Oregon no longer selling Russian-manufactured spirits in support of Ukraine

PORTLAND, Ore. (KGW) — The Oregon Liquor & Cannabis Commission (OLCC) directed Oregon’s independently owned liquor stores to stop selling all Russian manufactured distilled spirits in response to Russia’s unprompted invasion of Ukraine.

The remaining supply of Russian spirits has been sent to sit in the OLCC’s Portland warehouse.

OLCC said, in part, in an emailed statement:

The OLCC is taking this action as a result of the Russian invasion of Ukraine. Removing these products aligns with other states that have acted to ban the sale of Russian-made products as a part of economic sanctions against Russian-operated businesses. Economic sanctions against the Russian government are designed to bring this conflict to an end.

As Oregon Governor Kate Brown has reflected, “The actions of the Russian Government are not the actions of the Russian people. We value our Russian community here in Oregon, and many Russian families are being impacted by this conflict.”

There are approximately 5,000 bottles of Russian-made liquor across 281 stores in the state. More than 6,200 bottles are in the warehouse distribution center but the OLCC has stopped fulfilling orders for those products and local stores and taking their stock off the shelves.

Liquor stores in Oregon will still carry some liquors that have Russian names but not liquor purchased from distilleries located in Russia. There is a number of liquors that use Russian names and branding that are not distilled or made in Russia.  No special orders for Russian-made liquor will be fulfilled for customers.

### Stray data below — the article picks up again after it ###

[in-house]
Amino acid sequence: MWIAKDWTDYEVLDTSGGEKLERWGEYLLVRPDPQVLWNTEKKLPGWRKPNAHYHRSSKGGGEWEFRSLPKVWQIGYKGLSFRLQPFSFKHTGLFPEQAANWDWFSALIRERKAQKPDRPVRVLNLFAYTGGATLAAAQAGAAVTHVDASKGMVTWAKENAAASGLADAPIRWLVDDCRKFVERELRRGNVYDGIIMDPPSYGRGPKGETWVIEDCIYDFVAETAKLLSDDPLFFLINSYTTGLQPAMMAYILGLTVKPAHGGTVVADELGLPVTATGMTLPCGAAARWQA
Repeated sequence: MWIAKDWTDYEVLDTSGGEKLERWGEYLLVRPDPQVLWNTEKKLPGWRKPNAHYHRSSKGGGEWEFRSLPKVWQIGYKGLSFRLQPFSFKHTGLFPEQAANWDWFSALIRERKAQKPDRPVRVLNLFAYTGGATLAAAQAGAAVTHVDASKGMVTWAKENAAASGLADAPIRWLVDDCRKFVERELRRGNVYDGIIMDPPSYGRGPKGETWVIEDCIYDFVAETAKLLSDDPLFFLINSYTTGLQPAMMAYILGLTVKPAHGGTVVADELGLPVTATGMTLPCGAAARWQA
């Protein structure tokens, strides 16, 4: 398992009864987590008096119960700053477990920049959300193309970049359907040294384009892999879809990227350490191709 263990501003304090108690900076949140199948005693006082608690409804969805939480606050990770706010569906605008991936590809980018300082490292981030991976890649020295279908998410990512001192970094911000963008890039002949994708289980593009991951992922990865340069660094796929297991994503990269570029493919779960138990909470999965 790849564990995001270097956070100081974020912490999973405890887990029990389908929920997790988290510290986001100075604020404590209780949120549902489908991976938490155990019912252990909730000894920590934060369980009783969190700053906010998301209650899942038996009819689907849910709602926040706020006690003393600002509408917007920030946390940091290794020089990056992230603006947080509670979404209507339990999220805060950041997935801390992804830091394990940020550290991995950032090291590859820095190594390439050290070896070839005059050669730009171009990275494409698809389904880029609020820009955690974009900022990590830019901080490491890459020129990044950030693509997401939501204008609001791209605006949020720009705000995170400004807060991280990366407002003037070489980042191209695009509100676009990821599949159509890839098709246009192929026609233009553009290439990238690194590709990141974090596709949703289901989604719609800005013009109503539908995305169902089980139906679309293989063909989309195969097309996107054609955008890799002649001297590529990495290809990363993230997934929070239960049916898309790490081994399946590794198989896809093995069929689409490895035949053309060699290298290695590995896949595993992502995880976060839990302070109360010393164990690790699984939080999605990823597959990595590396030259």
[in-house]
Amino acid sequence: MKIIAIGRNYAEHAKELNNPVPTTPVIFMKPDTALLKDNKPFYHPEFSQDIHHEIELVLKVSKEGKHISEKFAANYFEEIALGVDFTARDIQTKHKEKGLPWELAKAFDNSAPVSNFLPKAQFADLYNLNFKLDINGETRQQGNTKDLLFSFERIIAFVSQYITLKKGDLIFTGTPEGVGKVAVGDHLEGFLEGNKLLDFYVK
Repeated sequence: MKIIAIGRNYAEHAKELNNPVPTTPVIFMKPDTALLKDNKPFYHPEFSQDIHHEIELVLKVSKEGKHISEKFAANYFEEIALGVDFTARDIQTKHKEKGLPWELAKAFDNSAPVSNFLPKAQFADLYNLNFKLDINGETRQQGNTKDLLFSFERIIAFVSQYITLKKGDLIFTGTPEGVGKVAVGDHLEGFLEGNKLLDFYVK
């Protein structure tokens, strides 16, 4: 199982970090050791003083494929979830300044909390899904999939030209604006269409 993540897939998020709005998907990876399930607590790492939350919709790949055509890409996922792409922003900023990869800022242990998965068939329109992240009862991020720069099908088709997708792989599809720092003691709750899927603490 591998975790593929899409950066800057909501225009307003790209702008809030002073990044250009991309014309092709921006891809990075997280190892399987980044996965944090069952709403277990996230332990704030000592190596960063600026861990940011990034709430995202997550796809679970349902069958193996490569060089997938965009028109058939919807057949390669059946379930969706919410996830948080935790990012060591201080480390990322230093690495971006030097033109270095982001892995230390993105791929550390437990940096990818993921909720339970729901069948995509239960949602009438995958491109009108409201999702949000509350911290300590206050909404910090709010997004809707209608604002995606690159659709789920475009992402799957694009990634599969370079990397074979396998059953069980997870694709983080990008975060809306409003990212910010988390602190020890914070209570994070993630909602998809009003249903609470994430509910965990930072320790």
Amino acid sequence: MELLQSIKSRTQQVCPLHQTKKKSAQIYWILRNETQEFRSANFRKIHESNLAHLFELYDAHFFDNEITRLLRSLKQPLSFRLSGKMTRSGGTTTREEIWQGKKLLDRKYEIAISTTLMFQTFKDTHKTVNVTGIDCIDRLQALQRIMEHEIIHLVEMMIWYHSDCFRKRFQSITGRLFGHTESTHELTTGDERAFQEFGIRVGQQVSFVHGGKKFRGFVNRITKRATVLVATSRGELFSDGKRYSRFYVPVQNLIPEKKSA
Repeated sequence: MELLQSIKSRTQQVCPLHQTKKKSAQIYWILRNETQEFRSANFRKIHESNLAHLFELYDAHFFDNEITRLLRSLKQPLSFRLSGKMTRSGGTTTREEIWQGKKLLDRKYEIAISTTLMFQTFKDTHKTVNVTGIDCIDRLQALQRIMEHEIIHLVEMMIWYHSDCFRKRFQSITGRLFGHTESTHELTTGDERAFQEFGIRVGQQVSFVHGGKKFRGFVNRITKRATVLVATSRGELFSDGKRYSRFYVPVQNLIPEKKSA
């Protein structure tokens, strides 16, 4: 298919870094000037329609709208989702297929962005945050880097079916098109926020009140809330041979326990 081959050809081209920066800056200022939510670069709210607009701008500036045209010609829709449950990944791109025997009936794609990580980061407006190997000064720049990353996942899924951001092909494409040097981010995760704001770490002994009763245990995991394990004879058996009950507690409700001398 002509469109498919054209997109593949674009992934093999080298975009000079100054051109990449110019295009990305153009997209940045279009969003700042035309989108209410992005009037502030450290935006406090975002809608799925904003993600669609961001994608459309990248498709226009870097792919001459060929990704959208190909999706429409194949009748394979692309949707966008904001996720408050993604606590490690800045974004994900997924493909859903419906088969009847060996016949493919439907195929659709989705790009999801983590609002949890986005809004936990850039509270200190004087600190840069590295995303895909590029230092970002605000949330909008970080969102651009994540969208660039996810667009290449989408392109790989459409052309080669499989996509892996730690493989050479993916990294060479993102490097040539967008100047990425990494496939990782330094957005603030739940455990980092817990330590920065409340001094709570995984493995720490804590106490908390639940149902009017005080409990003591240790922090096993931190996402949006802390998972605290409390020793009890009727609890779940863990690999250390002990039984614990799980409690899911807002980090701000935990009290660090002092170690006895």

The spirits being pulled include:

  • Beluga Gold Line Vodka
  • Beluga Noble Celebration
  • Beluga Noble Vodka
  • Forty Degrees Russian
  • Green Mark Vodka
  • Hammer + Sickle Vodka
  • Imperia Vodka
  • Imperial Vodka
  • Jewel of Russia Classic
  • Jewel of Russia Ultra
  • Jewel of Russia Ultra Black
  • Kutskova Russian Vodka
  • Mamont Vodka
  • Russian Ice Vodka
  • Russian Standard 12-50ML
  • Russian Standard Gold Vodka
  • Russian Standard Platinum
  • Russian Standard Vodka
  • Russian Standard W/2 Shot
  • St. Petersburg Russian Vodka
  • Zyr Russian Vodka

Oregon is not the first state to pull Russian-made spirits from the shelves. NBC reported that several states including Utah, New Hampshire, Ohio and Pennsylvania have made similar moves in the name of dissenting against the decision to invade Ukraine unprompted.

Liquor is not the only way Oregon is tied to Russia.

The Oregon State Treasury holds roughly $122 million in Russian assets including bonds, public equity and currency. It is not clear at this point whether Oregon will divest partially or fully.

“We support the people of Ukraine. I’ve asked my team to fully evaluate the portfolio’s exposure to investments in Russia and to identify our options as institutional investors,” said state Treasurer Tobias Read in a statement to KGW.

On Monday, KGW spoke with the owner of Westmoreland Liquor Store in Southeast Portland, Kim Fox. She explained that she didn’t carry more than a couple Russian-made brands to begin with, but had planned to pull them from the shelves before the OLCC’s directive.

“I think that Portland people are united with Ukraine,” she said, “It’s just a good thing to know which vodkas are Russian and which ones aren’t. Just because their name sounds Russian, like Stoli or Smirnoff – which used to be made in Russia – they are no longer, so it makes no sense to dump those out because they’re not doing anything to help the cause.

KGW’s lead investigative reporter Kyle Iboshi contributed to this report.

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